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Calcium and related channels in fertilization and early development of Fucus

Research output: Contribution to Journal/MagazineJournal articlepeer-review

<mark>Journal publication date</mark>29/10/1992
<mark>Journal</mark>Philosophical Transactions of the Royal Society B: Biological Sciences
Issue number1283
Number of pages8
Pages (from-to)97-104
Publication StatusPublished
<mark>Original language</mark>English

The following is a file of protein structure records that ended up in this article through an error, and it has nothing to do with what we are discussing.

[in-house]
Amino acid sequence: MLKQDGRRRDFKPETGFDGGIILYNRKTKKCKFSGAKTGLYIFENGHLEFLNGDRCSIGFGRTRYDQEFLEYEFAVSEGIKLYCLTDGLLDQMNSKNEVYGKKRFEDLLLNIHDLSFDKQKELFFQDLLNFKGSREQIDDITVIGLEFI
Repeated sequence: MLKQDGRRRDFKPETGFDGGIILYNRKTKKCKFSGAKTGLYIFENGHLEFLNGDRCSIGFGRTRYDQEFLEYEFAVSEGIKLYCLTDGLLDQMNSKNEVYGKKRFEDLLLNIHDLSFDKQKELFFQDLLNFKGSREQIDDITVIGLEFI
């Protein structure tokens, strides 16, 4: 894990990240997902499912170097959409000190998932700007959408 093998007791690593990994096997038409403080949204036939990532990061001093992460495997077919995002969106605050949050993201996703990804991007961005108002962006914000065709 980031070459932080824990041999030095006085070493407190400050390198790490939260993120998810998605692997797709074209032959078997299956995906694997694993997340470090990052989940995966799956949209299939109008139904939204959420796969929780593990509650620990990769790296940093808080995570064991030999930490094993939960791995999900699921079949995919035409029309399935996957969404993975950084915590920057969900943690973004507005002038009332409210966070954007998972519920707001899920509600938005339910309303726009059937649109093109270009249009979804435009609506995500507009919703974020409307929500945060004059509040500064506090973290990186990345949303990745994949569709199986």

Unfertilized eggs of Fucus serratus are primed to respond rapidly to the fertilizing sperm. The unfertilized egg plasma membrane is excitable due to the presence of voltage-regulated Ca2+ and K+ channels. Sperm-egg interaction elicits a fertilization potential as the first observable fertilization event. It is speculated that sperm-gated Na+ channels are responsible for the initial depolarization phase, leading to opening of Ca2+ channels, allowing Ca2+ influx and further depolarizing the membrane to the threshold for outward K+ channels. K+ efflux repolarizes the membrane and the zygote plasmalemma quickly becomes dominated by a large K+ conductance. The involvement of Ca2+ in axis formation and fixation is not clear. Ca2+ carries a proportion of the inward current at the future rhizoid pole and asymmetric Ca-45 influx has been detected in polarizing zygotes. However, there is no requirement for external Ca2+ in axis fixation. In contrast, Ca2+ influx is required for expression of polarity and rhizoid growth. New developments in patch clamping can now enable localized areas of the plasma membrane in polarized cells to be studied. So far, both inward and outward single channel currents have been observed in the growing rhizoid tip, most probably carrying Cl- and K+ respectively. These channels can be related to the currents identified by previous studies using the extracellular vibrating probe.